Taylor is aware of the current spate of '80s revivalism. It has meant a number of acts have recently reformed to modest success, including Motley Crue, A Tribe Called Quest, Van Halen, The Pixies, Bauhaus, Kraftwerk, Cocteau Twins, Tears For Fears, Styx, REO Speedwagon and Judas Priest. An all-star '80s revival tour called Here and Now traversed Europe a couple of years ago, starring Adam Ant, Spandau Ballet, Belinda Carlisle, Howard Jones and ABC. And even one-hit wonders such as Flock of Seagulls, Toronto and 2 Live Crew are drawing one-time fans out.
"I think it has to do with the fact that at some point, these acts wrote some good songs," Taylor says. "The music of Kraftwerk or The Pixies, has it nothing left to offer? Of course not! I mean, do people still want to listen to Mozart or Bach? Of course they do. Has anybody come along and done what Kraftwerk or The Pixies do better? No.
"And so to go to a concert hall and hear (Kraftwerk's) Trans-Europe Express, God! Why wouldn't you want to do that? Likewise with The Pixies. Most people didn't get them the first time around. I felt they grew in appreciation after Kurt Cobain championed them, and by the time people began to understand how important they were, they packed it in. Just like a lot of people who are coming to see us on this tour have never seen the original band lineup."
These reunions give the bands themselves new life as well, as Taylor says most musicians don't really know how to do anything else.
"I mean it's the pressures of the industry that cause you to break up, and the pressures of being a musician and being the kind of people musicians usually are," he says. "The fact is we like to drink and take drugs and get into really complex relationships, and it doesn't make for sticking in the job for long. We're not dentists and doctors, we just take our gigs as they come. You break up because you need a break, and you come back together because you realize you have a gift."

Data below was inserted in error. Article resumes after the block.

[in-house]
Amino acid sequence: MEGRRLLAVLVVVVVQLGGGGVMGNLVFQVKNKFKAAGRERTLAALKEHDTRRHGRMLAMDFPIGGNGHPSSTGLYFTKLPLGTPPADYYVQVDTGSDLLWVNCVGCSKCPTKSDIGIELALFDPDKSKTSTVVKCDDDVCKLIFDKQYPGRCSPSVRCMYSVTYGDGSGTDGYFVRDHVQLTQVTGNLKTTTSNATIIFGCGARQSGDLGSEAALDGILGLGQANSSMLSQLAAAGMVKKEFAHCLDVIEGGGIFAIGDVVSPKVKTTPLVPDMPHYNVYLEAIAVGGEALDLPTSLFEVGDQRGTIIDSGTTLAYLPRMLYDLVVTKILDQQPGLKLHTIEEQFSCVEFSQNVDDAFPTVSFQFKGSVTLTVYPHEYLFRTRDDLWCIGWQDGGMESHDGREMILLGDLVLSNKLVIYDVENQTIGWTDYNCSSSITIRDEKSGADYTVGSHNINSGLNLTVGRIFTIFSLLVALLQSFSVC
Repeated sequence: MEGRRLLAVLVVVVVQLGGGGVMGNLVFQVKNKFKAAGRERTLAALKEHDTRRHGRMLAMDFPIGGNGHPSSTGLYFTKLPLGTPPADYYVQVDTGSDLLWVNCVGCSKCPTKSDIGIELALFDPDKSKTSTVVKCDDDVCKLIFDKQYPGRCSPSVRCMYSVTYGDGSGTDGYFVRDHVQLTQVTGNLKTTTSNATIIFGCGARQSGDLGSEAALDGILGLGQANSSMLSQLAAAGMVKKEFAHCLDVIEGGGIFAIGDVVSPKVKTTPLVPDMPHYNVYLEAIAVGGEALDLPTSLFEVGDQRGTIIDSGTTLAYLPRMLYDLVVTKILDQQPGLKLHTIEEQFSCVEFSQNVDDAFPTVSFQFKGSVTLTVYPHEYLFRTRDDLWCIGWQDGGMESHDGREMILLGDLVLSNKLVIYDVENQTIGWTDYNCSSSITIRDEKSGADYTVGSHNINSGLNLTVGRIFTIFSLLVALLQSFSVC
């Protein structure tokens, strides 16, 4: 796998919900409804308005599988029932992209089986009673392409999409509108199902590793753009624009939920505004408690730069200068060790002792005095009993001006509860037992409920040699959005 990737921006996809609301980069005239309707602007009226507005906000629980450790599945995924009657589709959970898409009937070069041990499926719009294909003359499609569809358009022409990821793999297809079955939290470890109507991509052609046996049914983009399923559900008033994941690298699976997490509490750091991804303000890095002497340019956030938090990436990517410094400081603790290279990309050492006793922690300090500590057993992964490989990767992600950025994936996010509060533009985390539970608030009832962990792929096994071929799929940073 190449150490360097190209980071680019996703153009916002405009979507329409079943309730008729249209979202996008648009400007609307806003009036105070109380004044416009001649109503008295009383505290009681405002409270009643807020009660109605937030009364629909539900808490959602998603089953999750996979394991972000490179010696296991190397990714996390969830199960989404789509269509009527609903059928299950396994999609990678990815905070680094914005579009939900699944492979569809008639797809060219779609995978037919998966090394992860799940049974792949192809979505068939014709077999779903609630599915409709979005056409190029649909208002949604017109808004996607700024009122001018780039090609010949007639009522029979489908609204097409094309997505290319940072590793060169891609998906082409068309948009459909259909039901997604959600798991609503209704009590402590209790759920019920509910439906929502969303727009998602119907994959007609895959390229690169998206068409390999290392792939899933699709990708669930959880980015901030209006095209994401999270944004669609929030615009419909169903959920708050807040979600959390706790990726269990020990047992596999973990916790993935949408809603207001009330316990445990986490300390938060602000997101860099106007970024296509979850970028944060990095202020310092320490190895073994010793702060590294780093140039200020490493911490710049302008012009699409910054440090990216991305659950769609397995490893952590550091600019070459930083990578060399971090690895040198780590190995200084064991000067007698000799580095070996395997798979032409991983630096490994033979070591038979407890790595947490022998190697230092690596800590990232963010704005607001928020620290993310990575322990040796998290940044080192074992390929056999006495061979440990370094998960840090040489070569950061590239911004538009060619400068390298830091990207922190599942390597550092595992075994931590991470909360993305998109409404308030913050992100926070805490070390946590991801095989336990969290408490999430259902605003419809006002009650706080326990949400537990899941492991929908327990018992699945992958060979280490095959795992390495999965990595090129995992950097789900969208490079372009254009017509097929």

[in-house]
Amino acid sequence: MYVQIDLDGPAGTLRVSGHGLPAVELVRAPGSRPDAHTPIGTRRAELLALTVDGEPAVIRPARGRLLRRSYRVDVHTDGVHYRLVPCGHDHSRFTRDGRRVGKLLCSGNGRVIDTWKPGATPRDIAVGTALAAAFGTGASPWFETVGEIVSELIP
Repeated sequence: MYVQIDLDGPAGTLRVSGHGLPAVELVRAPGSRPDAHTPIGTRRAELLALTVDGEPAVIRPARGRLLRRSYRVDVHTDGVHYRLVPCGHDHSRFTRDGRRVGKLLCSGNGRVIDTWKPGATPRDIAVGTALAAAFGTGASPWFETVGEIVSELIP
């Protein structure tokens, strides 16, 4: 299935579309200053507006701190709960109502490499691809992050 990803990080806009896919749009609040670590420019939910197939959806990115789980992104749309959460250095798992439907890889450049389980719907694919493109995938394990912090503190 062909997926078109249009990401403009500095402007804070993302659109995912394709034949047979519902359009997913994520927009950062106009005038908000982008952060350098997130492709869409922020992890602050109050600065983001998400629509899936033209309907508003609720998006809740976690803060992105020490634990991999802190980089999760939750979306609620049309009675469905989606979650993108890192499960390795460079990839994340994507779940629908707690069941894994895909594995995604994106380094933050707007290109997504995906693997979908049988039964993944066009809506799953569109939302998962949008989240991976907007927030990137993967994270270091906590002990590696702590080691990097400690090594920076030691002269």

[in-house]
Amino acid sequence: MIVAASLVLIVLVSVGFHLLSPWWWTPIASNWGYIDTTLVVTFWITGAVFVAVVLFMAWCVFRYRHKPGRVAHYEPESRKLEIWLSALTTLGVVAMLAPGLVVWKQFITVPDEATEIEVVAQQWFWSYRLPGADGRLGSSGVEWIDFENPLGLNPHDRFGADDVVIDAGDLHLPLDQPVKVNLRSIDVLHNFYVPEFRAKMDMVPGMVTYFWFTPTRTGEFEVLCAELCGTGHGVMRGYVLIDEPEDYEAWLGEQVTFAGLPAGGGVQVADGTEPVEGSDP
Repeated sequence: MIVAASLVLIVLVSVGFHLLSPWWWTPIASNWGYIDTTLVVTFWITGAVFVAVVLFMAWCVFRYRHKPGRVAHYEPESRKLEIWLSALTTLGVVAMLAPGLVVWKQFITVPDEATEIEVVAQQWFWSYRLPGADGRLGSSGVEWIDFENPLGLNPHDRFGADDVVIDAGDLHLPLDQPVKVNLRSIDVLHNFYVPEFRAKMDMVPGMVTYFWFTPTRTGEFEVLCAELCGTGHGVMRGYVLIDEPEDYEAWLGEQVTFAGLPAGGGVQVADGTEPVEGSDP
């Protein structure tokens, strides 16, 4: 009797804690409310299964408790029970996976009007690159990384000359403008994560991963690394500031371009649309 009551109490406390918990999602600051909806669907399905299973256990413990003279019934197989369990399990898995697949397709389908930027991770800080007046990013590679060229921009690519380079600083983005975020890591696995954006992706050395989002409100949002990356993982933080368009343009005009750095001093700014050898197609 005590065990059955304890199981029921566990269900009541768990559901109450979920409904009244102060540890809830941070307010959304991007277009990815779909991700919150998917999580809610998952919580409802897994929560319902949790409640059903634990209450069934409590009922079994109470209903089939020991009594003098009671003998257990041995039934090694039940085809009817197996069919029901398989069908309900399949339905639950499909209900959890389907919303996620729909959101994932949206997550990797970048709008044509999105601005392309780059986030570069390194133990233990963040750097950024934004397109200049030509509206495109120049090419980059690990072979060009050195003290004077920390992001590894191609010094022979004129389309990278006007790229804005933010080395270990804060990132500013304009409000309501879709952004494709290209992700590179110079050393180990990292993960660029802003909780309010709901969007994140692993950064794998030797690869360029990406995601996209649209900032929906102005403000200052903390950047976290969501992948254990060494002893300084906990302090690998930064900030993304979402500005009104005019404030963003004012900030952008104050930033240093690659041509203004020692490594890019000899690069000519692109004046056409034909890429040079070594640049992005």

Duran Duran is roaring through this reunion on little to no video or radio airplay. They financed their album themselves, without record label backing, and though it has borne two Top-40 singles (Sunrise and What Happens Tomorrow), neither have cracked the top 10. And Astronaut hasn't come close to the sort of sales generated by the band's '80s albums.
But there doesn't seem to be a need for it with a built-in audience willing to sell-out arenas anyway.
Especially when the band plays to the audience. Instead of whoring out selections from Astronaut, Duran Duran has been performing a "greatest hits" package that includes Hungry Like The Wolf and The Reflex.
But Taylor hopes that the excitement behind these favourites leads fans to Astronaut.
"I love that we're on the road going all across America and Canada over the next few months, because you can really move people during that time," he says. "And if we can move people to look at the new album, we can get some energy, and then who the (expletive) knows? We really believe in ourselves as a premier league band."
This time around, the premier league band members are older and wiser and understand that they're fortunate to still be able to fill arenas.
"I definitely am taking more time to appreciate things this time around," Taylor says. "I'm just not sure what I'm supposed to be appreciating."
Courtesy The Calgary Herald